Combating Fallacy in Scala: Part 2
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Welcome back to this amazing series of Combating Fallacy in Scala: Part 2. For this part, the topic will be "Tuple Unpacking". So, let's move forward.
Before looking into this, let's have a look at Tuples in Scala.
According to the Scala Docs, "A tuple is a neat class that gives you a simple way to store heterogeneous (different) items in the same container."
A tuple provides us with a container that can store different types of values. It can have up to 22 elements.
Let's look at an example of a tuple:
And this is how we access the values:
Now, what if we don't want to access the variables in the way shown in the above picture?
The other way could be doing tuple unpacking. In this, we bind every value in the tuple with a variable/reference. This is done using Pattern Matching internally.
Now, we will look at a situation, and I'll give you some options so that we can figure out the correct way of doing tuple unpacking. Consider, we have a tuple containing name and age of the person, and I want to access both of them individually.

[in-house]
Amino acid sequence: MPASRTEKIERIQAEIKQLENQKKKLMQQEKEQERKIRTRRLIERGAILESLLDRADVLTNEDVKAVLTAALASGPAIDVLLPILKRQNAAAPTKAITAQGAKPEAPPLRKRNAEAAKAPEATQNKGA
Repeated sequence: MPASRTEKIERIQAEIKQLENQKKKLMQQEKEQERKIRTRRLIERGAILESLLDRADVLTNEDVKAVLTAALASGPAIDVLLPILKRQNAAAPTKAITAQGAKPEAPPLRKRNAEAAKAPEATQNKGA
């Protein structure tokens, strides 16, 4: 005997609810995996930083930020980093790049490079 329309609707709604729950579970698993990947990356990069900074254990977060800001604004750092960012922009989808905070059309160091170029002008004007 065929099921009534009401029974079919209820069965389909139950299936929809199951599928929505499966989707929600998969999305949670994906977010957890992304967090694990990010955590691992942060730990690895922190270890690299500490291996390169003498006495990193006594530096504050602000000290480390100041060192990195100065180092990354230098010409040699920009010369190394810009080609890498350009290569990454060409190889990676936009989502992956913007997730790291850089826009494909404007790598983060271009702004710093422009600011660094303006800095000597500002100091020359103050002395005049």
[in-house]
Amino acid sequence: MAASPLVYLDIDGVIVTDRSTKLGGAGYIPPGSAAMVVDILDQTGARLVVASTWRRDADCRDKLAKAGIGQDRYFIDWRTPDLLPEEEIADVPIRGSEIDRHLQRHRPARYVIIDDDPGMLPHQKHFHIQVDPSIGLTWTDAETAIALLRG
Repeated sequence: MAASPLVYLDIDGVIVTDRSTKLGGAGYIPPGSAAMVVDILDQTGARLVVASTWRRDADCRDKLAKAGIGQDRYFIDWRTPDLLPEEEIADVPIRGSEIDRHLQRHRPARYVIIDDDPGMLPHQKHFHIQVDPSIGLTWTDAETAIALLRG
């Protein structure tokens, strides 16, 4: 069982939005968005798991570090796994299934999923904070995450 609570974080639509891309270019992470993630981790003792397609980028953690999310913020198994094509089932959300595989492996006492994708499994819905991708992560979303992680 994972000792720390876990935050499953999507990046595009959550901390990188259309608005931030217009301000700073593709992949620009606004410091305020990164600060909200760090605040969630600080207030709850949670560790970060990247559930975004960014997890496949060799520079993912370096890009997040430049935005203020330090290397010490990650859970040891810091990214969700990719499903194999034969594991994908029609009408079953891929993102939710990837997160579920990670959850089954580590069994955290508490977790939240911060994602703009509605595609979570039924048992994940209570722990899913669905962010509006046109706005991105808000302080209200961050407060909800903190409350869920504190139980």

Here is that tuple :
What do you think? Are all of them correct or should Option 2 and 3 both work?
Time to Reveal
The correct option is Option 3.
You might think, "why not the second one or the first". So, the reasons are the following:
- Option 1 is simply an assignment operation. Now, the value in "nany" will be the same as in "tuple".
- Option 2 is a way to assign the same expression to multiple variables.
Now, I hope that from next time you will avoid this small mistake. That's all for this blog. You can also visit the previous blog in this series, Combating Fallacy in Scala: Part 1. Do share your feedback in the comment section below.
Published at DZone with permission of Muskan Gupta. See the original article here.
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